CONNECTING CARE TO HOME FOR HEART FAILURE PATIENTS: AN EFFECTIVE STRATEGY TO REDUCE HOSPITAL READMISSION RATES
CCC ePoster Gallery. Beal J. 10/25/19; 280244; N007
Ms. Jennifer Beal
Ms. Jennifer Beal
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BACKGROUND/PURPOSE: Hospital readmission for heart failure (HF) is a significant issue. Connecting Care to Home (CC2H) is a partnership program between the hospital and community agencies, aiming to improve transitional care for HF patients. The goal of CC2H is to improve patient outcomes and reduce system costs.

METHODS/RESULTS: HF patients from the medicine and cardiology wards at London Health Sciences Centre (LHSC) with moderate care needs were assessed for CC2H enrollment. Once discharged home, patients received enhanced support from an interprofessional HF care team, including ongoing in-home monitoring/intervention, with access to the CC2H team via a 24/7 phone line and timely HF clinic follow-up. Importantly, there was consistent delivery of HF education and self-management support in both the hospital and home setting. As of December 31, 2018; 132 patients had completed the CC2H HF pathway. A comparative population of 240 HF patients at LHSC showed a 30-day readmission rate of 27%, while for the CC2H HF patients it was 15%; a 43.2% reduction. The CC2H HF strategy reduced the 60-day readmission rate by 36.8%. At 30 days, the total cost of care for the comparative HF patient was $15, 660 and for the CC2H HF patient was $13, 554; a cost savings of 13.5%. At 60 days, the total cost savings per CC2H HF patient was 14.0%. The comparative HF patient group had an average length of stay (LOS) of 8.9 days, while the CC2H HF group was 8.5 days; a reduction of 3.9%. This is slightly higher than the average estimated length of stay (ELOS) of 8.1 days; however 61.4% of CC2H HF cases had a lower LOS than ELOS. In 2017, CC2H patient experience feedback surveys were sent to 58 HF patients, with approximately 55% responding. Information was collected on the patient's index hospitalization; their transition back to their home and community after hospitalization; and the care received in their home and community during the time on CC2H. Overall, the feedback was positive with 14 out of 28 questions being measured quantitatively via a Likert scale approach. The other questions revealed anecdotal examples of opportunities for improvement.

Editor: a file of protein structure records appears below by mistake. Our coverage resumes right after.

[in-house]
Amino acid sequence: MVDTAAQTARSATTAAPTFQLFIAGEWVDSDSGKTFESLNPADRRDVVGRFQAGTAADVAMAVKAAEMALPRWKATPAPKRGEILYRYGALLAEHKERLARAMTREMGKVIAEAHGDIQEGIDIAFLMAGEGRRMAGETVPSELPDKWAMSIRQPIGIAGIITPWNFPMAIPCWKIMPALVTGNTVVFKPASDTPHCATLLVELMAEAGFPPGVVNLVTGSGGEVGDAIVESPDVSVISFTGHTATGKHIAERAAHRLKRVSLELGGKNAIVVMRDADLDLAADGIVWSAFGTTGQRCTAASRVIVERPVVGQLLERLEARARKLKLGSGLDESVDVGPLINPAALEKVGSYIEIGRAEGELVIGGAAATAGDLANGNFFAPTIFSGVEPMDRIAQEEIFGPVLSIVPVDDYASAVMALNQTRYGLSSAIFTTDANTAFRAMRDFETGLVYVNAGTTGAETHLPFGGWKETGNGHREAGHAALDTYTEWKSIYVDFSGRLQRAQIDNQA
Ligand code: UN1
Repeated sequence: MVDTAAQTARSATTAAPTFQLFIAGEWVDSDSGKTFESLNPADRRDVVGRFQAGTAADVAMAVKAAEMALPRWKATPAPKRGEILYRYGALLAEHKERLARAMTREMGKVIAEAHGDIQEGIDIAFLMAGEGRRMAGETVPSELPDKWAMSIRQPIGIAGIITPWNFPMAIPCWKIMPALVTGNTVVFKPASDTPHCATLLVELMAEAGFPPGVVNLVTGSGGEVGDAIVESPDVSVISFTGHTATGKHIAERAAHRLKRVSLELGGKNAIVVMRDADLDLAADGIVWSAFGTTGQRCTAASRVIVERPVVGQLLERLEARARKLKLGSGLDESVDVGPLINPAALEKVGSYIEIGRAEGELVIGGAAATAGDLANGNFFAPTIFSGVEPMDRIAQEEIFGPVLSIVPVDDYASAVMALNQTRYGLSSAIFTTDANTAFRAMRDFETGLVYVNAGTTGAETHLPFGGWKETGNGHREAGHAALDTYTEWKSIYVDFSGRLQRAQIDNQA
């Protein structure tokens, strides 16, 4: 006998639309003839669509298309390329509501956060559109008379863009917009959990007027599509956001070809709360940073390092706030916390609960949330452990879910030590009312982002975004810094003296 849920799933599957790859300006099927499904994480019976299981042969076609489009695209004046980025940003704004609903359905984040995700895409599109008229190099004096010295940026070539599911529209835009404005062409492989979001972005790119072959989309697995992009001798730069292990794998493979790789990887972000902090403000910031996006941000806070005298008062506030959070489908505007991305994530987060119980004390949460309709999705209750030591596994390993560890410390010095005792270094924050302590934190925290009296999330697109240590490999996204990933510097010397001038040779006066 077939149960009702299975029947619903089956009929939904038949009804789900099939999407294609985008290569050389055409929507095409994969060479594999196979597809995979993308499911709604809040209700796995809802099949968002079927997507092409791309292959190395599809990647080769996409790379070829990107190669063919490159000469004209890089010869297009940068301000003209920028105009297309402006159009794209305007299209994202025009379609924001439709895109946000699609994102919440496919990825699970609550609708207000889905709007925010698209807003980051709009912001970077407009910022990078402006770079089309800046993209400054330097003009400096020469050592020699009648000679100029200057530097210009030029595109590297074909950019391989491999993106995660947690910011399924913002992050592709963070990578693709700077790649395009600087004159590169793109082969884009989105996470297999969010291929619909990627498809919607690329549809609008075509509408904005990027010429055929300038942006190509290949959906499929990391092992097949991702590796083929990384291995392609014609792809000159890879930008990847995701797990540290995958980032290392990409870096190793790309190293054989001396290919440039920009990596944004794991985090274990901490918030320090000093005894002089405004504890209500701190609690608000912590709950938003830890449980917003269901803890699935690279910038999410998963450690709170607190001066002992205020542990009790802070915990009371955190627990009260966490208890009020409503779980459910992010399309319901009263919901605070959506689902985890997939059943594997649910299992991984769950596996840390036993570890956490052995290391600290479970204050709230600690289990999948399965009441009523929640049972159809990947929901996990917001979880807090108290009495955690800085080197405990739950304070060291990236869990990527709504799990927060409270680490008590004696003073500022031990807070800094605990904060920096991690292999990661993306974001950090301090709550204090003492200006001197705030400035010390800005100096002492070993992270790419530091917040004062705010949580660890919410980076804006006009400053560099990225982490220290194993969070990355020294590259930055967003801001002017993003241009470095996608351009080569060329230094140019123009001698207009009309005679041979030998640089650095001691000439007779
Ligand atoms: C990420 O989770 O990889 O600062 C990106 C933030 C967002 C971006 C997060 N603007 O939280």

CONCLUSION/IMPLICATIONS FOR PRACTICE: The CC2H HF intervention significantly reduced the 30 and 60-day readmission rate, which provided the greatest cost avoidance. This transitional care model provides greater continuity of care for HF patients in the early period following hospital discharge. These findings support the expansion of the CC2H model of care.
BACKGROUND/PURPOSE: Hospital readmission for heart failure (HF) is a significant issue. Connecting Care to Home (CC2H) is a partnership program between the hospital and community agencies, aiming to improve transitional care for HF patients. The goal of CC2H is to improve patient outcomes and reduce system costs.

METHODS/RESULTS: HF patients from the medicine and cardiology wards at London Health Sciences Centre (LHSC) with moderate care needs were assessed for CC2H enrollment. Once discharged home, patients received enhanced support from an interprofessional HF care team, including ongoing in-home monitoring/intervention, with access to the CC2H team via a 24/7 phone line and timely HF clinic follow-up. Importantly, there was consistent delivery of HF education and self-management support in both the hospital and home setting. As of December 31, 2018; 132 patients had completed the CC2H HF pathway. A comparative population of 240 HF patients at LHSC showed a 30-day readmission rate of 27%, while for the CC2H HF patients it was 15%; a 43.2% reduction. The CC2H HF strategy reduced the 60-day readmission rate by 36.8%. At 30 days, the total cost of care for the comparative HF patient was $15, 660 and for the CC2H HF patient was $13, 554; a cost savings of 13.5%. At 60 days, the total cost savings per CC2H HF patient was 14.0%. The comparative HF patient group had an average length of stay (LOS) of 8.9 days, while the CC2H HF group was 8.5 days; a reduction of 3.9%. This is slightly higher than the average estimated length of stay (ELOS) of 8.1 days; however 61.4% of CC2H HF cases had a lower LOS than ELOS. In 2017, CC2H patient experience feedback surveys were sent to 58 HF patients, with approximately 55% responding. Information was collected on the patient's index hospitalization; their transition back to their home and community after hospitalization; and the care received in their home and community during the time on CC2H. Overall, the feedback was positive with 14 out of 28 questions being measured quantitatively via a Likert scale approach. The other questions revealed anecdotal examples of opportunities for improvement.

CONCLUSION/IMPLICATIONS FOR PRACTICE: The CC2H HF intervention significantly reduced the 30 and 60-day readmission rate, which provided the greatest cost avoidance. This transitional care model provides greater continuity of care for HF patients in the early period following hospital discharge. These findings support the expansion of the CC2H model of care.
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